65 A study which illustrates this particularly well in a nicely controlled cultural and developmental setting is Evander, Nils, “Collective Bargaining and Incomes Policy in the Nordic Countries: A Comparative Analysis” (Paper prepared for delivery at the APSA Annual Meeting, New Orleans, 09 4–8, 1973).Google Scholar

66 The work from which this primitive sequential account is drawn [Kraemer, (fn. 34), pp. 5465]Google Scholar leaves off in 1958. No doubt further privatepublic interpenetration has occurred since then.

67 Not all treatments of the emergence of societal corporatism place as much emphasis as I do on the role of advanced capitalism and the imperative transformations it forces on the modern state. Huntford, (fn. 22), pp. 87 ff.Google Scholar, for example, places most of his explanatory emphasis on the traditional agricultural system of Sweden, the role of temperance societies and a particular type of industrial settlement (bruk). Thomas J. Anton bases his argument on a distinctive “Swedish policy-making style and elite culture” (fn. 11), pp. 9299.Google Scholar

68 Shonfield, Andrew, Modern Capitalism (New York, 1965), p. 231.Google Scholar Shonfield goes on to remark: “It is curious how close this kind of thinking was to the corporatist theories of the earlier writers of Italian Fascism, who flourished in the 1920's. Corporatism got its bad name, which has stuck to it, essentially because of its association with the one-party state” (p. 233).Google Scholar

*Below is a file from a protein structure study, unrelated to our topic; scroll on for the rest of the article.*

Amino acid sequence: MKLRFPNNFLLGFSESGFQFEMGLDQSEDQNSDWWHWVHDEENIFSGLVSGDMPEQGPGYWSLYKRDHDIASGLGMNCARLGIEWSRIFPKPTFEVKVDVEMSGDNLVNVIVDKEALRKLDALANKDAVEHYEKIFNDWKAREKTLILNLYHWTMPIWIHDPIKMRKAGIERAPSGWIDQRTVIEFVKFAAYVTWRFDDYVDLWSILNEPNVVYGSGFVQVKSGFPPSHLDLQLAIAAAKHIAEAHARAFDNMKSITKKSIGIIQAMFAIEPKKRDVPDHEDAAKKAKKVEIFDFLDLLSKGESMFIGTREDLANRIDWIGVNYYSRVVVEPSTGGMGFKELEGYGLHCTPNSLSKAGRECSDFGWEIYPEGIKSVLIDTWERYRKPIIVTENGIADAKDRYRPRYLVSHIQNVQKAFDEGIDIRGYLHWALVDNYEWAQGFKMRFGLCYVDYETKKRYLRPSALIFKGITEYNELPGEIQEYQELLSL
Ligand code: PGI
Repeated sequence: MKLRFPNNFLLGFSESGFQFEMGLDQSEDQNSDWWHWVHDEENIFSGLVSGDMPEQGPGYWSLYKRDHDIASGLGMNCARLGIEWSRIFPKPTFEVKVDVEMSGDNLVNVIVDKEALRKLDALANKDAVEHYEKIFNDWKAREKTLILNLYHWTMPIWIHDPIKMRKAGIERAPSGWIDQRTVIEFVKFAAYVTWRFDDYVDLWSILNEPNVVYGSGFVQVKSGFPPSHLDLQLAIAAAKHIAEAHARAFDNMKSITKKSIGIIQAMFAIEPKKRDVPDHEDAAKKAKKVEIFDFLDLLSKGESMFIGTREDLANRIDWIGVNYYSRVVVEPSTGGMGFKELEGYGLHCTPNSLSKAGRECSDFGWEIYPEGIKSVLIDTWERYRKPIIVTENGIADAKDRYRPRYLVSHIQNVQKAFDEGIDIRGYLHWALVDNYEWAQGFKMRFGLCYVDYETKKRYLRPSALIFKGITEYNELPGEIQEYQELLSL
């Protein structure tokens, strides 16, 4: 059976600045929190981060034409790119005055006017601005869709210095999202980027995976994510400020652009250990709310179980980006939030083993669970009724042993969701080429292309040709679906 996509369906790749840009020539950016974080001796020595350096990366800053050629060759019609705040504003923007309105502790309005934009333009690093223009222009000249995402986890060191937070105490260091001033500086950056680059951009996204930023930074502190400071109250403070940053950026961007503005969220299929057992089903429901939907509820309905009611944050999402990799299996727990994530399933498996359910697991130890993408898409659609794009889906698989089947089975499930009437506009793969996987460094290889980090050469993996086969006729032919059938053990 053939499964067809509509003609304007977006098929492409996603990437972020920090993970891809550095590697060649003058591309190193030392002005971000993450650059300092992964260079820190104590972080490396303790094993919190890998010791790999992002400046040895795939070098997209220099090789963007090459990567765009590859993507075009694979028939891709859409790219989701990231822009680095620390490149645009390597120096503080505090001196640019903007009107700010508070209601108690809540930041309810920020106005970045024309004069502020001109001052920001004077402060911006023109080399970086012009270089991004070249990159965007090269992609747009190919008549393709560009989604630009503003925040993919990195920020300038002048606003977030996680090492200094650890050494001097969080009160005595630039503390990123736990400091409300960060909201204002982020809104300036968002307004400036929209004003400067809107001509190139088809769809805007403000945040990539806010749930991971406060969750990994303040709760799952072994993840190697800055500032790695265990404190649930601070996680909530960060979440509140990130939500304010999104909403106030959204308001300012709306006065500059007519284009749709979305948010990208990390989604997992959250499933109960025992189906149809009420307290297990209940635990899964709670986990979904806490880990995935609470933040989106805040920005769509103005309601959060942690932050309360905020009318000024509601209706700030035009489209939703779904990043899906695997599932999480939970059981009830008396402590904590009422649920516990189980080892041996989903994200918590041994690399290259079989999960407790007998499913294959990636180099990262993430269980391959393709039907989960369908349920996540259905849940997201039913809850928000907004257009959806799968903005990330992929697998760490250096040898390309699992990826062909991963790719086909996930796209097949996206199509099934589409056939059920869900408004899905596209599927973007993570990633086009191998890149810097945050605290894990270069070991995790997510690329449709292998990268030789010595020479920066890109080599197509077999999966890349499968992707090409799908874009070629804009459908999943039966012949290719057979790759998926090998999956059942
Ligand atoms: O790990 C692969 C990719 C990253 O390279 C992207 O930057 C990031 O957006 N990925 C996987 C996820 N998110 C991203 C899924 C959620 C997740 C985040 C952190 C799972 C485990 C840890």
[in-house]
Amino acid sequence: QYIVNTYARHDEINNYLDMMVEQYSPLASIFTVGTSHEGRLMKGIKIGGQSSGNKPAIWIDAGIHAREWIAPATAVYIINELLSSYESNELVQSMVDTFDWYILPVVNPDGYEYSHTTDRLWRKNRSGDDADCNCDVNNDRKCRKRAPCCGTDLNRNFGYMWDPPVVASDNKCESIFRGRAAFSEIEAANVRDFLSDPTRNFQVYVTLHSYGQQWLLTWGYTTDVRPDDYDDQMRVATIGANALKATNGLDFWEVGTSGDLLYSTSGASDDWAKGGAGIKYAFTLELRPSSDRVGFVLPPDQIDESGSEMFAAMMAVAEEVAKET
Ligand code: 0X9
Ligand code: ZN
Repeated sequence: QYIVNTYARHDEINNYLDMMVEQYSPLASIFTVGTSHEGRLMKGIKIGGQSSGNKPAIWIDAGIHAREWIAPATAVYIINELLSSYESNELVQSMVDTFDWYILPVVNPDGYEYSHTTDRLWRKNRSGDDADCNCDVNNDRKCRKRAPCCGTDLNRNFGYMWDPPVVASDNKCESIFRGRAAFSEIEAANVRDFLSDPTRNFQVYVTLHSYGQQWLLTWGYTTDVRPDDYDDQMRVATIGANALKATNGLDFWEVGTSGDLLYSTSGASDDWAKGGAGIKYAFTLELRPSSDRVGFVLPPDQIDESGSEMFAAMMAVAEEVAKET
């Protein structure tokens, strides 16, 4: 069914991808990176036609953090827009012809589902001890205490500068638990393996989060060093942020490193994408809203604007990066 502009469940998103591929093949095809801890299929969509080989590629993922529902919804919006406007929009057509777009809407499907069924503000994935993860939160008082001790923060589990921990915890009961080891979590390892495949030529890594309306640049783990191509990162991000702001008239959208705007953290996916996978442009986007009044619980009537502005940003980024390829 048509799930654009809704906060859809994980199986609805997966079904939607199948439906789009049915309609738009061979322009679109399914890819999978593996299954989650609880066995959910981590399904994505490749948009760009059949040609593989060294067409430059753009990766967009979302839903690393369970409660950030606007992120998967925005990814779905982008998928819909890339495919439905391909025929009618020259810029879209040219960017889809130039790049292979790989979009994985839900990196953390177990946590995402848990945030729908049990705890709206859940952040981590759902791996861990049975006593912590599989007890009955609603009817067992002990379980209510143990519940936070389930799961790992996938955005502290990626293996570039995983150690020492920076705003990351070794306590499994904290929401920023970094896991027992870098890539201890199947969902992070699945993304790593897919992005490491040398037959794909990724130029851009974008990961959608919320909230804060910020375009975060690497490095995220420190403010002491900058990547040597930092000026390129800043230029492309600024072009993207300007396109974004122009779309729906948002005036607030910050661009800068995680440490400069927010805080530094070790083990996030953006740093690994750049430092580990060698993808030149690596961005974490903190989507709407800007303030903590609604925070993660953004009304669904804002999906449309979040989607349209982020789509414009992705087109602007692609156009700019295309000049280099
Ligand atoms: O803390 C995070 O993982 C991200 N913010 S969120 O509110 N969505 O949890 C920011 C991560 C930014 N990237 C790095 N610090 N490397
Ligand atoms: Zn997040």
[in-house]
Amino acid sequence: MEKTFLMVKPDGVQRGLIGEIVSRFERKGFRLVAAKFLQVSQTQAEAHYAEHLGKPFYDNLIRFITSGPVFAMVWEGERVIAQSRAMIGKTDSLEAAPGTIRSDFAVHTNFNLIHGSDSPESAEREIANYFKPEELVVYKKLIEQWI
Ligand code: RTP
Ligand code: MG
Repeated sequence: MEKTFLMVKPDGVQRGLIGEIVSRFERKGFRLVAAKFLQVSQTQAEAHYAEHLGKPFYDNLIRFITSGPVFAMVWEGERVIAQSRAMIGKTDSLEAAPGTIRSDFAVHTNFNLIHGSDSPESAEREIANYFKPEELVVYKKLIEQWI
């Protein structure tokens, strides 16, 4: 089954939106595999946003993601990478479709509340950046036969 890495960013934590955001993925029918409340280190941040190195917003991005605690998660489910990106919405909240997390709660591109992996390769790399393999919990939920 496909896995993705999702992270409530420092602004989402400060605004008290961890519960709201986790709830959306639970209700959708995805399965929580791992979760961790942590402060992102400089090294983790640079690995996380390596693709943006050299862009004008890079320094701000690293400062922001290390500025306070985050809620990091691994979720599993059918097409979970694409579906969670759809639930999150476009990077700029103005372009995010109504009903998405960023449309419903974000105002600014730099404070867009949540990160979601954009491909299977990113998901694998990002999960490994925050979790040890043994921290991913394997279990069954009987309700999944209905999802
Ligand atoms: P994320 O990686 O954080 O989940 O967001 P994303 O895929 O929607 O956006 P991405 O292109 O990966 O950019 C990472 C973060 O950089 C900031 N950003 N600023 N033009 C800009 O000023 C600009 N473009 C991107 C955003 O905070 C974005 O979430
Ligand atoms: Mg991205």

69 “The corporatist form of organization seems to be almost second nature to the Austrians. It is not that they are undemocratic; they nearly all belong to their business and professional associations, their trade unions, their religious and other groups, indeed membership in some of them is compulsory. And the Government is in turn under legal compulsion to consult these organizations before it takes legislative or administrative action of certain specified kinds” (Ibid., pp. 193–94).

70 “It is interesting to find the old corporatist ideal which was deeply embedded in Italian pre-war thinking—the ideal of a balanced and responsible economic group with quasi-sovereign powers administering itself—cropping up again in this new guise” (Ibid., p. 192).

71 “In Sweden there is a society in which interest groups are so strongly organized, their democratic basis so firm and their habit of bargaining with each one another independently of the government so well established … (yet) the Swedish Government still manages to act in a decisive fashion when circumstances require it … It just happens that it is the Swedish way to treat the process of government as being in large part an extended dialogue between experts drawn from a variety of bodies, official and unofficial, whose views are expected to be merely tinged rather than finally shaped by those who pay their salaries” (Ibid., pp. 199–200).

72 “The remarkable willingness of the trade unions to collaborate actively in this policy of wage restraint is to be explained by their anxiety about the future supply of jobs for Dutchmen” (Ibid., p. 212).

73 “The general point is that German Verbände have traditionally seen themselves as performing an important public role, as guardians of the longterm interests of the nation's industries, and they continue to do so. The development one observes since the war is that the approach to problems of policy has become more consultative, with the emphasis on technical advice. Power and influence are still present; but the manner is different” (Ibid., p. 245).

74 Ibid., pp. 122 ff.

75 Ibid., p. 99; also pp. 231–33 for a more explicit contrast with the French tradition.

76 Ibid., pp. 298–329.

77 Green, Mark and Petkas, Peter, “Nixon's Industrial State,” The New Republic, 09 16, 1972, p. 18.Google Scholar